Whooping cough vaccine now available at Walgreens, Take Care Clinics in Arizona
DEERFIELD, Ill. — Walgreens announced that it is offering Arizona residents protection against whooping cough, also known as pertussis, at all of the drug store chain’s points of care throughout the state.
Walgreens said immunizations (tetanus/diphtheria/pertussis-Tdap vaccine) now are available at more than 275 Walgreens pharmacies and Take Care Clinics throughout Arizona. Walgreens pharmacists in Arizona can administer the whooping cough vaccine to patients ages 7 to 17 years with a prescription, as well as to those ages 18 years and older without a prescription. Take Care Clinics, located at 28 Walgreens in Maricopa and Pima counties, can administer the vaccine to those older than age 10 years.
The announcement follows information from the Maricopa County department of public health, which reported a 41% increase in its number of whooping cough cases in 2011 over the previous year and more than double the number of cases reported in 2009. Latest pertussis immunization recommendations for children and adults, as well as vaccine information, visit the Arizona Department of Health Services website at Azdhs.gov.
"We share in the recommendations of health officials that one of the best things people can do to keep themselves and their families healthy during a possible outbreak is to get vaccinated," Arizona market pharmacy director for Walgreens Laura Zimmerly said. "In addition to children, who are the most vulnerable, those who care for or are in contact with children should also be immunized. We hope that through greater access to immunizations, we can keep our communities healthy and help limit the spread of the virus."
God I hope we don't have to call these people at home to drum up business in this area or deal with having to give a minimum number of these shots per week.
Vaccines in development could open opportunity for specialty pharmacies
WHAT IT MEANS AND WHY IT’S IMPORTANT — Since the development of the first smallpox vaccine in 1796, vaccines have saved countless lives around the world and helped to make such deadly scourges as smallpox and polio things of the past.
(THE NEWS: PhRMA report lists almost 300 vaccines under development. For the full story, click here.)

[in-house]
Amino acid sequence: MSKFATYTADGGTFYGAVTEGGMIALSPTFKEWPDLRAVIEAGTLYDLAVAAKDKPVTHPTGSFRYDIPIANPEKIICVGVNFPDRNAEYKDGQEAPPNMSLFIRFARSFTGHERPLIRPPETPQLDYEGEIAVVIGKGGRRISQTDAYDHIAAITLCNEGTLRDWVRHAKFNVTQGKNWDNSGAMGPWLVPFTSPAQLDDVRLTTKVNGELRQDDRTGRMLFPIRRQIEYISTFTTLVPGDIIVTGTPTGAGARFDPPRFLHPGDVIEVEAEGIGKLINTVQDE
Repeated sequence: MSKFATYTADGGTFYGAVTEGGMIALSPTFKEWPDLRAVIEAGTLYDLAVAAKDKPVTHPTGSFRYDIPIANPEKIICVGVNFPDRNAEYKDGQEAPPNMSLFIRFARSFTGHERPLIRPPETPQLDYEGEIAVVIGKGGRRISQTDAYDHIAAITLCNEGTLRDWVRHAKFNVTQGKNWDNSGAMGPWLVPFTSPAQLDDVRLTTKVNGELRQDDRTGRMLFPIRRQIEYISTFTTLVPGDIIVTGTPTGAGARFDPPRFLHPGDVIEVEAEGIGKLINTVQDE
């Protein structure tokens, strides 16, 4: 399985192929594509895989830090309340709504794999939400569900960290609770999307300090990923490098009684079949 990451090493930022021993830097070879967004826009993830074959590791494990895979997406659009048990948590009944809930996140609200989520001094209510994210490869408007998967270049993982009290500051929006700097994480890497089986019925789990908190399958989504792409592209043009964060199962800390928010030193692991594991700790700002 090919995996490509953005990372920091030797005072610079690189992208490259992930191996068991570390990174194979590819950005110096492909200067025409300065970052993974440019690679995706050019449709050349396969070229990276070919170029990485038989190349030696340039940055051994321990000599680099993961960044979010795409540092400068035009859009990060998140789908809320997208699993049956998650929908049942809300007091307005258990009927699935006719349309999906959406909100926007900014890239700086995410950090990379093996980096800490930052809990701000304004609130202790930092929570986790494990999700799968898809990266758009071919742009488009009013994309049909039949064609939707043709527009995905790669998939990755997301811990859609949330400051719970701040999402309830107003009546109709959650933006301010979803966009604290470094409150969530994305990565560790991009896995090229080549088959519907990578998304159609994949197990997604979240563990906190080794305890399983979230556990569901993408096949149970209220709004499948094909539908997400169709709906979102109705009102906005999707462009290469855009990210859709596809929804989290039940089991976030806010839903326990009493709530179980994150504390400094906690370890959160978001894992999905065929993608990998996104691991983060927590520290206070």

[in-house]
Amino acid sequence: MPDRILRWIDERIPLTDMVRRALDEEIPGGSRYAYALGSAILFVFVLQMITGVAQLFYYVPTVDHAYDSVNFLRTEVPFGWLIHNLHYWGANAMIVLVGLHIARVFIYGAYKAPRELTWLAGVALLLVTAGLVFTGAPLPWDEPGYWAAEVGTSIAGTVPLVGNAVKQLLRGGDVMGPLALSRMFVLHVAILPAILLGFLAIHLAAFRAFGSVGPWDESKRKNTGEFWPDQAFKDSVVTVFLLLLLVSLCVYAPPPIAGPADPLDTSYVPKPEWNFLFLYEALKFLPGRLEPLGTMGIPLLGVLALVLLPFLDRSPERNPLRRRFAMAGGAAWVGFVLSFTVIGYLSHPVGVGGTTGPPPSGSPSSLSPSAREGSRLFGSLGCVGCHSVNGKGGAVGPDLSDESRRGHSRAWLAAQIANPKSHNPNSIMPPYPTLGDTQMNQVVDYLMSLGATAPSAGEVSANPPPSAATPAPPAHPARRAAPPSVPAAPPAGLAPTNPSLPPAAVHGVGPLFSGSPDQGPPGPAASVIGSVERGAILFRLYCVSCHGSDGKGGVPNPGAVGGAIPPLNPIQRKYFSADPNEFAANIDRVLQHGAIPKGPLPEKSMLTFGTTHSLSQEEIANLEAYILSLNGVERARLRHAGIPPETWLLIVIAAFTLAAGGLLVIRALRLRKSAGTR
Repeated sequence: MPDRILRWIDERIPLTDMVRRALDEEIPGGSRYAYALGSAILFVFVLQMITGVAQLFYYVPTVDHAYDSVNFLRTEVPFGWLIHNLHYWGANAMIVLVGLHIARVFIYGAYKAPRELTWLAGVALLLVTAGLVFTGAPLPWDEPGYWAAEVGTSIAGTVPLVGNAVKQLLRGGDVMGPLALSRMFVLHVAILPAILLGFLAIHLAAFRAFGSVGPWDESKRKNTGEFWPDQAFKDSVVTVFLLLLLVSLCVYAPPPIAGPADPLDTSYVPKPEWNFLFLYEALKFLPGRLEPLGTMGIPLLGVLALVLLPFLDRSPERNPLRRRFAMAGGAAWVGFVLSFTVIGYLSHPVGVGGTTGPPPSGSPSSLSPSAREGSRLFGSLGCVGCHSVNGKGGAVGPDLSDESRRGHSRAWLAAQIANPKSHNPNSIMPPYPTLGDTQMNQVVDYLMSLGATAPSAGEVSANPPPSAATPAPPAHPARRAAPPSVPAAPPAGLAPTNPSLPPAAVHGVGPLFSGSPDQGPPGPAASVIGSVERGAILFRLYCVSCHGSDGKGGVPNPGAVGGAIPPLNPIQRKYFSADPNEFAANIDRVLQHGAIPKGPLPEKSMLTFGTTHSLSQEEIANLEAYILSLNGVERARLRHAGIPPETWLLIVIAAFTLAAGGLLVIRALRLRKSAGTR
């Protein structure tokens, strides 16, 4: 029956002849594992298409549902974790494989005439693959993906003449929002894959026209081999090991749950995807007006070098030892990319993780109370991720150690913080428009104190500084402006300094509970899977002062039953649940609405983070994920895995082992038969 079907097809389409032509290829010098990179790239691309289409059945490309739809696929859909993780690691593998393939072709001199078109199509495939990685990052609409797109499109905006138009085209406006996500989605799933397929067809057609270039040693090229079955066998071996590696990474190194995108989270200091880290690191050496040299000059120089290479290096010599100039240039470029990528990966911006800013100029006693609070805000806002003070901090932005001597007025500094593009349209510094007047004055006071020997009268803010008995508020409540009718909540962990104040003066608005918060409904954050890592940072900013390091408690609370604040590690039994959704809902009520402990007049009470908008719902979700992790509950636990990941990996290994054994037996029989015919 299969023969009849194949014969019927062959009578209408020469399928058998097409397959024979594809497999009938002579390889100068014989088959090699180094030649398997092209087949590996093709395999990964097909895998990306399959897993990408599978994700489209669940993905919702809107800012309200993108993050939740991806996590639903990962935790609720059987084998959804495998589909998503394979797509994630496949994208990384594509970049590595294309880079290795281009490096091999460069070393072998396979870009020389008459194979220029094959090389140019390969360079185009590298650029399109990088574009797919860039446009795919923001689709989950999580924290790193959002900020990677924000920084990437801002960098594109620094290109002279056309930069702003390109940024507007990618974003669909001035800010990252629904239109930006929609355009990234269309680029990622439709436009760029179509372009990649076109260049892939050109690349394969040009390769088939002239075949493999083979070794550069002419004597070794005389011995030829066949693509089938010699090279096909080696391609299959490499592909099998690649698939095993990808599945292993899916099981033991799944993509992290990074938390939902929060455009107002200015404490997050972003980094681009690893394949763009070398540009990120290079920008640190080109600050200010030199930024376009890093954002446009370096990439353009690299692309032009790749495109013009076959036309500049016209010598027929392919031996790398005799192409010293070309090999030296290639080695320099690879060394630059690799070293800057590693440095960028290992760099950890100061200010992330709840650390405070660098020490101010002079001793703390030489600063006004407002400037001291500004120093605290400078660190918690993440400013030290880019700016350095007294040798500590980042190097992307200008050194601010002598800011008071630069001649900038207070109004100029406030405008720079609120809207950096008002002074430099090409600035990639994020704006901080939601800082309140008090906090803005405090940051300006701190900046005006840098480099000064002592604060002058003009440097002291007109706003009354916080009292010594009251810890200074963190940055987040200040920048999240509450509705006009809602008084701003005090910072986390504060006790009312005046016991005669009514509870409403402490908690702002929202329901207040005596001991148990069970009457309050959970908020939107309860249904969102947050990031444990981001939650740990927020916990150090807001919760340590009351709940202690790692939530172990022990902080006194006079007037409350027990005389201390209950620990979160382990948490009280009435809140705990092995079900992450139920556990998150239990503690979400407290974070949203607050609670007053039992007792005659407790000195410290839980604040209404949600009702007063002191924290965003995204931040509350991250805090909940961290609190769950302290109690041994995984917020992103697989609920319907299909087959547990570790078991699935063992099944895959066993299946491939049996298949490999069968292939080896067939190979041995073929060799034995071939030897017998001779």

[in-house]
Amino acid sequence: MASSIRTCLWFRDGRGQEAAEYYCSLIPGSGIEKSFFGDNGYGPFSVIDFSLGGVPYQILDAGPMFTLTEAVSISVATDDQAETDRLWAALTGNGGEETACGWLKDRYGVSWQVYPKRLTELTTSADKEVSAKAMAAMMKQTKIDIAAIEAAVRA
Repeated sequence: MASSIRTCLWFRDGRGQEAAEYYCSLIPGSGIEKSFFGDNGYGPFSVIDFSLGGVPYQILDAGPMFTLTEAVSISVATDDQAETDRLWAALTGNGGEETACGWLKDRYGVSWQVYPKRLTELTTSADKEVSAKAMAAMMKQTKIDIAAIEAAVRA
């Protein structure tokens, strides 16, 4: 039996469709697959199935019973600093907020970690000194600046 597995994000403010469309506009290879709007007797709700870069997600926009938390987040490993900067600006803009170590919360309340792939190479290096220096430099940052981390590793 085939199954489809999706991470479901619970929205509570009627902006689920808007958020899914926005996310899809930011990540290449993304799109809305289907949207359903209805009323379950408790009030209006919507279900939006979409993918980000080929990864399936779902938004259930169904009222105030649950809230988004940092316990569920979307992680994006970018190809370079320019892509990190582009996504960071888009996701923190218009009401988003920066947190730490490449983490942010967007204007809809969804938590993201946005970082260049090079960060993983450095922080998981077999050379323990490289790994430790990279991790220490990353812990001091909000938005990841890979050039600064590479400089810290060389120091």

In addition to helping the practice of medicine evolve, they also have sparked an evolution in the roles of pharmacy and pharmacists in the United States. Today, pharmacists in all 50 states administer flu vaccinations, not to mention pharmacist-administered vaccinations for shingles and diseases that travelers can contract in other countries. What once required a doctor’s appointment now is as simple as walking into a store.
But just as vaccines for common infectious diseases have brought what used to be a physicians-only service to community pharmacy, many of the new vaccines under development could do the same with regard to specialty pharmacy, including therapeutic vaccines against cancers and serious infectious diseases, such as HIV.
Obviously, these aren’t the kinds of vaccines one can simply get at the drug store, but specialty pharmacies — particularly those that operate community pharmacies, infusion centers or home-infusion services — could be in a position to deliver them.
No comments found
FDA approves Vivus’ Stendra for erectile dysfunction
SILVER SPRING, Md. — The Food and Drug Administration has approved a new drug for treating erectile dysfunction, the agency said Friday.
The FDA announced the approval of Vivus’ Stendra (avanafil).
"This approval expands the available treatment options to men experiencing erectile dysfunction and enables patients, in consultation with their doctor, to choose the most appropriate treatment for their needs," FDA Office of Drug Evaluation III deputy director Victoria Kusiak said.
No comments found